How does seed funding differ from series funding?
Where pre-seed and seed funding are available to completely new businesses who are starting from practically nothing, Series A, B and C funding is available only to startups that are further along from the pre-seed and seed stages, and basically already established and showing significant growth.
To attract series funding, a business will usually have to be already seen as at least viable, “up and coming” and already growing steadily or rapidly.
Funding in general aims to provide you with the specific amount (and potential support) that is relative to the stage of business you’re in, to give you the best chance of exponential growth to benefit all parties involved. The amount can increase incrementally as your business grows.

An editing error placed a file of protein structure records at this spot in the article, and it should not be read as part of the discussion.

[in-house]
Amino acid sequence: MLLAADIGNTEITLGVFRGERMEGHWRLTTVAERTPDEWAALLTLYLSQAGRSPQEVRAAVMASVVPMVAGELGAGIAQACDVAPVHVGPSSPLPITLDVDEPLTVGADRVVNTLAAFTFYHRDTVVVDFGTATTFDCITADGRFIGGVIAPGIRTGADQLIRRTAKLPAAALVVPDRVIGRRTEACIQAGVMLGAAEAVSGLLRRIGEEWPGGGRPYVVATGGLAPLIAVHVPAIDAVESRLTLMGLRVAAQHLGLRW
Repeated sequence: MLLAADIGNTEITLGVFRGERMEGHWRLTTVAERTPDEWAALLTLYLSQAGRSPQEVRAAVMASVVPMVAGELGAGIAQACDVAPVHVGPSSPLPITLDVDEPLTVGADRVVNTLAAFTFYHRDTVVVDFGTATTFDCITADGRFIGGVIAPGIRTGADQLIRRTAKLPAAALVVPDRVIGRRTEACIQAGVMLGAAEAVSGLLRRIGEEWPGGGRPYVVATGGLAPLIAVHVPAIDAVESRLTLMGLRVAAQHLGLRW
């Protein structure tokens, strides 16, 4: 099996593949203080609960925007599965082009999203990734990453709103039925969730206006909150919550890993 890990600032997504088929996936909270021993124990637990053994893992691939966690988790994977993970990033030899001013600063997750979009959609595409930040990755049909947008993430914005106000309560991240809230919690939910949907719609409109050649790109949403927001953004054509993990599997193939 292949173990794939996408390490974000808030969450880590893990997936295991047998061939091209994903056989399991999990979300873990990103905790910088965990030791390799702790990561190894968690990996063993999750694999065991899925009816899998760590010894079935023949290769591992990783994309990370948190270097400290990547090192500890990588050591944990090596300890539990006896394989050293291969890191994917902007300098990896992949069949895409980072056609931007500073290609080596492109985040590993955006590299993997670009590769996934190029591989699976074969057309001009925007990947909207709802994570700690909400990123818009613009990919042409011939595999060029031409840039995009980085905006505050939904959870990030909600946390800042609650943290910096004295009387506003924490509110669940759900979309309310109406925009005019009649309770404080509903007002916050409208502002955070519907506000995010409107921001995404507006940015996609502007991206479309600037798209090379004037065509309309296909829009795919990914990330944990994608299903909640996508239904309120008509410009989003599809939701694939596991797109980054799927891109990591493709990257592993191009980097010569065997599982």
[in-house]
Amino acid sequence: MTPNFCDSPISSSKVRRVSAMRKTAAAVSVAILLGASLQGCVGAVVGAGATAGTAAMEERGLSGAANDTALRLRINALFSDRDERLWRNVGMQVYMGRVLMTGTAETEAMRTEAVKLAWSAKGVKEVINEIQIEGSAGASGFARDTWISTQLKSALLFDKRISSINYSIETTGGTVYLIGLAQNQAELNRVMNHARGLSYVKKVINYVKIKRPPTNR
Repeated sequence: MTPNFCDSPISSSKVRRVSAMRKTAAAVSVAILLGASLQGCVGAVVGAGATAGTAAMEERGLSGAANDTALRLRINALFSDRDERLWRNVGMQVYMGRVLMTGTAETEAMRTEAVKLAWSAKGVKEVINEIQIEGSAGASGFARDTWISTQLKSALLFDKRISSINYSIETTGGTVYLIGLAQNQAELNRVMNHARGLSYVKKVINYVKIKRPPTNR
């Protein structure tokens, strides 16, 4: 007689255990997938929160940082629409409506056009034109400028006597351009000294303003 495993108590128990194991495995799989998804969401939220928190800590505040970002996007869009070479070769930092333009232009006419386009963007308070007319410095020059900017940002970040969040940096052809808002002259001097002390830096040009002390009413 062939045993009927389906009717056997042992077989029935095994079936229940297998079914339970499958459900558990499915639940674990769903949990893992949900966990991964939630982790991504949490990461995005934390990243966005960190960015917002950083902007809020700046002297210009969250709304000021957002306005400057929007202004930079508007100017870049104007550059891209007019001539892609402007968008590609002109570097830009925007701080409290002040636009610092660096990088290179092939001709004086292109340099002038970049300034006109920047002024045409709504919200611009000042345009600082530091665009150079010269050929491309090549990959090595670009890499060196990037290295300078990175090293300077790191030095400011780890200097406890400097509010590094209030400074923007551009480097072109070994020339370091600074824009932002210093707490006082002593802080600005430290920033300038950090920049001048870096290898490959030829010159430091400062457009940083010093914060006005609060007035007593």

The term ‘series funding’ is how it is categorised by amount after pre-seed and seed, following the pattern of the alphabet (Series A, B, C, and so on).
Another key difference between the seed rounds and the series rounds is that pre-seed and seed rounds are usually a one-time opportunity kind of deal. You can only be the new business on the block and have that as an excusable set of circumstances once.
Series A, B, C and so on are types of funding that happen at multiple junctures. They can increase in capital amount with each round, but you can also have multiple rounds at any specific stage. That is, you can have multiple Series A rounds before even moving on to Series B, for example.
This may happen if there is still more to be done in a specific stage, but it simply requires more capital to be done. In that case, investors will want to keep the funding given under the specific category label (Series A, for example) just to make it clear that the business is still technically in that stage.
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